This understanding of important structure-property relationships has led to major advances in ASD polymer development. However, a critical limitation remains; current methods required for ASD polymer preparation are expensive, time-consuming, and/or are fraught with synthetic difficulties. Thus, there is a need in the art for improved ASD polymer technology which addresses these limitations.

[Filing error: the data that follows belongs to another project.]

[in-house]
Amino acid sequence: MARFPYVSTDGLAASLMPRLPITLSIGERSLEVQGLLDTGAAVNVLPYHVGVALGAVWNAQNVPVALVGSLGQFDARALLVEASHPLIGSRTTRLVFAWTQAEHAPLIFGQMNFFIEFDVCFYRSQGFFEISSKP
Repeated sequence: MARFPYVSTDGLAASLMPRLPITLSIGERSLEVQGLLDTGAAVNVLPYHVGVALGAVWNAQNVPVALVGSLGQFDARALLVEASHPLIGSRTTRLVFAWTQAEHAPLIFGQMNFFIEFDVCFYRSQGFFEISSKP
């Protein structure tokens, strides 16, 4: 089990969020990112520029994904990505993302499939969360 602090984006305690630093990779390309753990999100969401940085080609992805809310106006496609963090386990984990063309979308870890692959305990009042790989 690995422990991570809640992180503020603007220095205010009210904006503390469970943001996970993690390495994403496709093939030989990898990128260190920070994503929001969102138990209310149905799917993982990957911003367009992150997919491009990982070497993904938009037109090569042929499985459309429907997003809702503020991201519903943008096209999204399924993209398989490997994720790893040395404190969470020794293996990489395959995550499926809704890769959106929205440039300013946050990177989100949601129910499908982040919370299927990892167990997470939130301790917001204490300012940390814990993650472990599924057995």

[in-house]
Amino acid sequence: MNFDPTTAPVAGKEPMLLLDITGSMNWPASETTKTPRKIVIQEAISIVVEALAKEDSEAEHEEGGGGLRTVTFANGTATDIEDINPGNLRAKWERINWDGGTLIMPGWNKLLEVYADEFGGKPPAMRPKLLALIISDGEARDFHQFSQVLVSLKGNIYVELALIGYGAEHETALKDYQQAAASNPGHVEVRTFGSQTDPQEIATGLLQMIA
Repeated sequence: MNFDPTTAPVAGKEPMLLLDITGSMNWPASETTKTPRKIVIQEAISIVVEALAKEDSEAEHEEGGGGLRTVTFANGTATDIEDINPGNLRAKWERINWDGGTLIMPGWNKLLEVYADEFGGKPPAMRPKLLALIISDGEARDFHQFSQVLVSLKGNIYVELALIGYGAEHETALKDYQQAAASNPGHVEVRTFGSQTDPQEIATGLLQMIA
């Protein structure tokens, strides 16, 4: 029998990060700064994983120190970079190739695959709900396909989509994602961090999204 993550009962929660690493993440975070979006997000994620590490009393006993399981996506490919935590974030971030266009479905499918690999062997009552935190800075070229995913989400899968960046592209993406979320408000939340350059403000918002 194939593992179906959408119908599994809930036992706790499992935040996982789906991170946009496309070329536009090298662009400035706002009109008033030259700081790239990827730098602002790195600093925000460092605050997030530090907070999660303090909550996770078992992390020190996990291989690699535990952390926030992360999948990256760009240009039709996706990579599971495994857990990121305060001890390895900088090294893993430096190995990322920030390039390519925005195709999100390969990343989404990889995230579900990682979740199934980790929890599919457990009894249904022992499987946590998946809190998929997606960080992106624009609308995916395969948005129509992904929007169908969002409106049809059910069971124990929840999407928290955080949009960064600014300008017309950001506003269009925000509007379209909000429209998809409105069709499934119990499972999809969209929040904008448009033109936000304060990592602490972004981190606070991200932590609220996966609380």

Oral drug administration is the most recognized and utilized form of drug delivery to the human body (see Klein, S., Polysaccharides in Oral Drug Delivery—Recent Applications and Future Perspectives. In Polysaccharide Materials: Performance by Design, American Chemical Society: 2009; Vol. 1017, pp 13-30). It has been estimated that approximately 85% of the highest value drugs in the United States and Europe are delivered through oral administration (see Savjani, K. T.; Gajjar, A. K.; Savjani, J. K., Drug Solubility: Importance and Enhancement Techniques. ISRN Pharmaceutics 2012, 2012, 195727 (“Savjani et al. 2012”)). Some of the advantages of oral drug administration are as follows: high patient compliance, cost-effectiveness, low or no need for dosing by medical professionals, low sterility constraints, flexibility in dosage design, and the ability to create a controlled dosing schedule (see Savjani et al. 2012; and Piapied, L.; Duhem, N.; des Rieux, A.; Preat, V., Fate of polymeric nanocarriers for oral drug delivery. Current Opinion in Colloid & Interface Science 2011, 16 (3), 228-237 (“Piapied et al. 2011”)). In addition to these benefits, oral drug administration is convenient, which increases patient compliance (see Liu et al. 2014). Oral self-administration is painless and less expensive compared to other delivery routes (see Piapied et al. 2011; and Liu et al. 2014). Oral drug administration also eliminates the possibility of disease transmission that is possible with parenteral drug delivery (see Piapied et al. 2011). Critical drawbacks of oral administration include the poor aqueous solubility of many drugs and drug candidates, and their resulting low bioavailability (see Liu et al. 2014). Permeation through gastrointestinal membranes is essential for drugs to enter blood circulation and for effective permeation to occur, the drug must be in solution. An estimated 40% of existing drugs and 90% of pipeline drug candidates have poor aqueous solubility (see Hauss, D. J., Oral lipid-based formulations. Advanced Drug Delivery Reviews 2007, 59 (7), 667-676). This is due to the current drug development process which is selective for drug candidates that are highly crystalline and hydrophobic (see Liu et al. 2014). Drug candidates are often screened against hydrophobic receptor binding sites to evaluate their binding constants. Hydrophobic candidates are therefore selected as promising due to their increased binding affinity. The development of delivery systems to overcome these factors leading to poor bioavailability is crucial to improving the pipeline to successful pharmaceuticals. Oral bioavailability is defined as the amount of intact drug absorbed into systemic circulation expressed as a percent of the administered dose (see Francis, M. F.; Piredda, M.; Cristea, M.; Winnik, F. M., Synthesis and Evaluation of Hydrophobically-Modified Polysaccharides as Oral Delivery Vehicles for Poorly Water-Soluble Drugs. In Polymeric Drug Delivery I, American Chemical Society: 2006; Vol. 923, pp 55-67). Drugs with poor aqueous solubility need to be administered at higher doses in order to achieve therapeutic plasma concentration (see Savjani et al. 2012).